Corporate Eye

Accounting for Sustainability | A Lost Jewel?

What does December 6th 2006 mean to you?  Is it that it’s the anniversary of the independence of Finland from Russia, or Eire from the UK? Or is it some event which happened on that specific date: NASA declaring that it had evidence of liquid water on the surface of Mars, or the election of Joseph Kabila as president of the Democratic Republic of Congo?

Or is it just the day for giving presents to children: St Nicholas’ Day or Christkindl, depending upon your Christian denomination?

Or maybe, just maybe, you were one of 200 lucky people who were at St James’ Palace, attending the launch of The Prince of Wales’ “Accounting for Sustainability” (A4S).

You have to feel a little sorry for the Prince of Wales.  His heart is obviously passionate about so many things yet because of his constitutional position he can’t really follow through fully on some of his projects.

I’m not going to knife and fork the organisation’s output but the diagram above and the key elements from A4S’s 2007 report (PDF) are worth highlighting.

Accounting for Sustainability

Like all great infographics, the diagram has more and more layers to it the more you study it.  For example, the company’s strategy should drive the overall operation (not financial operations drive the strategy, which then figures out where to fit other aspects in); the cross cutting nature of all activities; or making upstream supply chain more central to strategy than capital providers.

In addition, the report has five key elements which can be summarised as follows:

The narrative. This explains the general ground of why sustainability is important (yes, etc etc).  However there are key emphasises within it which are noteworthy, including ensuring the sustainability reporting is strategically important (not fluff) and ensuring targets are set so that sustainability is taken into account at the strategic and investment levels (not just as a way to spin the story).

Indicators and reporting.  Unsurprisingly, this is where the report’s guts are.  It proposes five key environmental indicators of greenhouse gas emissions, energy use, water use, waste produced, and any other significant use of finite resources (significant meaning not just in terms of volume, but also important to the company’s operations) and strongly encourages a company to be transparent about what is material to its business.  It also encourage industry benchmarks to be established and for companies to measure themselves against them.

Up- and down- stream impacts. The report gives a clear opinion that sustainability is not just about what use a company makes of finite resources, but also how its products and services impact upon upstream and downstream use of finite resources.  This is a vital part of sustainability which is often overlooked.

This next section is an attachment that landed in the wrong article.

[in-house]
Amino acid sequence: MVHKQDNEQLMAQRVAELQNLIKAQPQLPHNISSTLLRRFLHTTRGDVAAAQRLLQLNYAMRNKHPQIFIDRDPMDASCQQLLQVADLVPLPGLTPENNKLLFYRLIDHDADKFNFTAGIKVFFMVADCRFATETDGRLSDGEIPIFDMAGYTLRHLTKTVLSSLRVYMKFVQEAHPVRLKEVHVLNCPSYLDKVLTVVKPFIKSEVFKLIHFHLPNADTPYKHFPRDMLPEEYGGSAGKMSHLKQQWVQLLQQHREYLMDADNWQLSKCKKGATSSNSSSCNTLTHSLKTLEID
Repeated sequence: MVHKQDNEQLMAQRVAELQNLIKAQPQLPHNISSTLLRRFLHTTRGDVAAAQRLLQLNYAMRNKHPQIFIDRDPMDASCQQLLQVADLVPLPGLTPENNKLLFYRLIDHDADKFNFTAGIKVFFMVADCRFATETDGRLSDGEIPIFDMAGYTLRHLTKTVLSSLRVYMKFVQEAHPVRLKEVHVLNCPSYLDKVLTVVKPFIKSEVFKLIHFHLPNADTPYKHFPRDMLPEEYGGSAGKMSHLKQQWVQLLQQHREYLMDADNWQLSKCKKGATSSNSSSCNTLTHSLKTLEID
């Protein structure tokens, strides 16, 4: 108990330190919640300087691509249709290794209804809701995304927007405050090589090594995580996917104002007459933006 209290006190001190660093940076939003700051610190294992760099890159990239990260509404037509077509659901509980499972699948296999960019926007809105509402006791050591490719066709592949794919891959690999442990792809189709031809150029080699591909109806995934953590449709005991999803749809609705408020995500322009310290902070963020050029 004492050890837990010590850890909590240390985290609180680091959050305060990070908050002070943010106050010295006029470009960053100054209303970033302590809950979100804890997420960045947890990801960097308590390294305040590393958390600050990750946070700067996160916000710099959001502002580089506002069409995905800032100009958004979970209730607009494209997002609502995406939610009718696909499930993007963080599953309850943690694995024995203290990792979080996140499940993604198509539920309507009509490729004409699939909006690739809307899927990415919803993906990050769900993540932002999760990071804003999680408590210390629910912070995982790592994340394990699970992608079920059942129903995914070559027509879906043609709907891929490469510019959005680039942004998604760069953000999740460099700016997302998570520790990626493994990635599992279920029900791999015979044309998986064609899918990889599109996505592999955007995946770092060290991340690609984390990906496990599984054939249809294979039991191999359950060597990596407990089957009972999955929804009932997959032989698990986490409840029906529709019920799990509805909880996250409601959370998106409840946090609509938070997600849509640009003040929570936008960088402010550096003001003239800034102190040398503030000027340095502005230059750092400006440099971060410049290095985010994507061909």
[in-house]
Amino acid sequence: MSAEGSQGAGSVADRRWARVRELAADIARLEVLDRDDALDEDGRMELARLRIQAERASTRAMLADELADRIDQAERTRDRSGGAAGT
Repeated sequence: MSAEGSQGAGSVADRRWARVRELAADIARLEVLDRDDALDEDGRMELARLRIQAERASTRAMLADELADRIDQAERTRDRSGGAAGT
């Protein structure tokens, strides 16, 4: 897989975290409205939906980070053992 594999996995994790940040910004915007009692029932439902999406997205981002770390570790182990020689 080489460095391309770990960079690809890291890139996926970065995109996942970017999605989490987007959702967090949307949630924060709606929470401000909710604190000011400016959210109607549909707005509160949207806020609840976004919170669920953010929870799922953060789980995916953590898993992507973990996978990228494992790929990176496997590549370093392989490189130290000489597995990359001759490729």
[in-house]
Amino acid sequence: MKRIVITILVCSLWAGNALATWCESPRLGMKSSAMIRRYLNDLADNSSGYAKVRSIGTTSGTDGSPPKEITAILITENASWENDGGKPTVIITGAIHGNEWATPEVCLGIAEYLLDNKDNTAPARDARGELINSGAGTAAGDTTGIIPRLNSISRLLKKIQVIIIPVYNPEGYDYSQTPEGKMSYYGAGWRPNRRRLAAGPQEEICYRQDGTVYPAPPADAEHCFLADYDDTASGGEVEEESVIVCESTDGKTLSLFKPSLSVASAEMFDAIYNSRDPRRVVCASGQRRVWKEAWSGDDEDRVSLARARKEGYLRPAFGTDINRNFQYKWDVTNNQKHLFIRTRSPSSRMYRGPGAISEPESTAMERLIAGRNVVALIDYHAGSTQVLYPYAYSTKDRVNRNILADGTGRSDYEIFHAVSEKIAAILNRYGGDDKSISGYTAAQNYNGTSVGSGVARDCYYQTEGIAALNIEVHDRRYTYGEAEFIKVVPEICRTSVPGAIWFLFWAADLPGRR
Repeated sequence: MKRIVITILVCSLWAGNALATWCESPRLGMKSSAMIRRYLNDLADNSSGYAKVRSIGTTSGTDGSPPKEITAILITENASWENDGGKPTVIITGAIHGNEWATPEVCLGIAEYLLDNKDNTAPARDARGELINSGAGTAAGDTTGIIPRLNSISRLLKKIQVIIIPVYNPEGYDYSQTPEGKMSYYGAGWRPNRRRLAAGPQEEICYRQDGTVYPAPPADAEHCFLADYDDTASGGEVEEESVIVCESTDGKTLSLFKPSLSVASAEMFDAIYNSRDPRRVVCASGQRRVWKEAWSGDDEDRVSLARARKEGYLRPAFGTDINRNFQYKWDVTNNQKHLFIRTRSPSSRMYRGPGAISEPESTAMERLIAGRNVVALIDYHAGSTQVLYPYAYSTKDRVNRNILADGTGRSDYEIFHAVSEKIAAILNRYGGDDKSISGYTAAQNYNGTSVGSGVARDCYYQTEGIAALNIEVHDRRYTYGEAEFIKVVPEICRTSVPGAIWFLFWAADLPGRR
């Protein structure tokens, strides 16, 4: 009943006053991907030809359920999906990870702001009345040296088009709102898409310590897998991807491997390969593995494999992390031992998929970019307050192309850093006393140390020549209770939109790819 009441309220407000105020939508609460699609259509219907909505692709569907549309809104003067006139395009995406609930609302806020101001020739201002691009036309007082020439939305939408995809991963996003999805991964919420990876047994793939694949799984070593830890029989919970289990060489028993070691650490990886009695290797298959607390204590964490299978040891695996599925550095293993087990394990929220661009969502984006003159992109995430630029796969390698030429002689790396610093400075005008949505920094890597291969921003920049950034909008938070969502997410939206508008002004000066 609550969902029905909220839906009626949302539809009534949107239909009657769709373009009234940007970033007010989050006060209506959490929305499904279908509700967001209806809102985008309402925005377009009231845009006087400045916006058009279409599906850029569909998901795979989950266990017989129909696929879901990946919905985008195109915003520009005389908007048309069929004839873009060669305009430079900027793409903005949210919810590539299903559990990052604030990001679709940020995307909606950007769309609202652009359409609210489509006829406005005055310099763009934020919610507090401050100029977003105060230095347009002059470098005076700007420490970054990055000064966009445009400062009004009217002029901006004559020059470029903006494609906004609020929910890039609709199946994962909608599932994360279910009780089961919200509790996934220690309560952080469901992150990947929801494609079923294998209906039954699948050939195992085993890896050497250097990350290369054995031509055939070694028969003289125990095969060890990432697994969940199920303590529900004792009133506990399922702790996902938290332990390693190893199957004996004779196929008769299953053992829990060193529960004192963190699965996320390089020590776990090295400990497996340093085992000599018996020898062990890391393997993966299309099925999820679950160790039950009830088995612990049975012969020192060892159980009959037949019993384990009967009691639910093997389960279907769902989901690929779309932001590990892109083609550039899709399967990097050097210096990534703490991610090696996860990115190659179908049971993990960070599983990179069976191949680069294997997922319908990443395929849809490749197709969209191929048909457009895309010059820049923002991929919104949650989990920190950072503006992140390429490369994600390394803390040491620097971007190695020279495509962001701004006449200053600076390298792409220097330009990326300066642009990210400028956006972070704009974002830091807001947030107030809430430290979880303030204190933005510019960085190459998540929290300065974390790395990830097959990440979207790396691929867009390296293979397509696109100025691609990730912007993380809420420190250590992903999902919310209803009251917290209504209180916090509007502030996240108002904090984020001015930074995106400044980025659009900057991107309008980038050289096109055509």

A Lost Jewel?

I almost have to shake my head in bewilderment.  This report is from 2007, yet it’s almost unmentioned in the mainstream sustainability media.  Why?  Reading it now, a good four years later, it’s still pretty aggressive in its progressiveness.

And, I remind you, it’s sponsored by the heir to the throne in 17 countries and attracted support from around 50 organisations, including KPMG, PWC, HSBC, Sainbury’s, Tesco, various bits of the Government, Royal Sun Alliance and (of course) Duchy Originals.

What’s almost more bizarre is that there has been precious little in the way of an update since 2006.  The website was relaunched in 2008 and there have been annual fora ever since.

Things haven’t totally stagnated.  A4S has established a Twitter account (415 followers) and a YouTube channel (25 subscriptions) and there is a regular newsfeed.  However, the whole operation appears to be soft pedalling, as though something more important is being discussed elsewhere but we can’t chat about it here.

Why has it happened?  Is it because the heir to the throne has to be politically neutral; is it because his instinct is to be opaque … or is it because business is too cowardly to grasp the simple truths this report represents?

Either way I cannot help but feel this initiative could have revolutionised the world, but it’s been left in a cold corner with minimal attention.  Does anyone have a better explanation?

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A former CTO, Chris has a broad and varied background. He’s been involved with blue chips, consultancies & SMEs across a wide variety of sectors and has worked in Europe, the Middle East and Australia. In 2007 he decided to combine his knowledge of business and IT with his passion for all things sustainable and has been busy writing ever since. However, his greatest ambition remains to brew the perfect cup of coffee.
 
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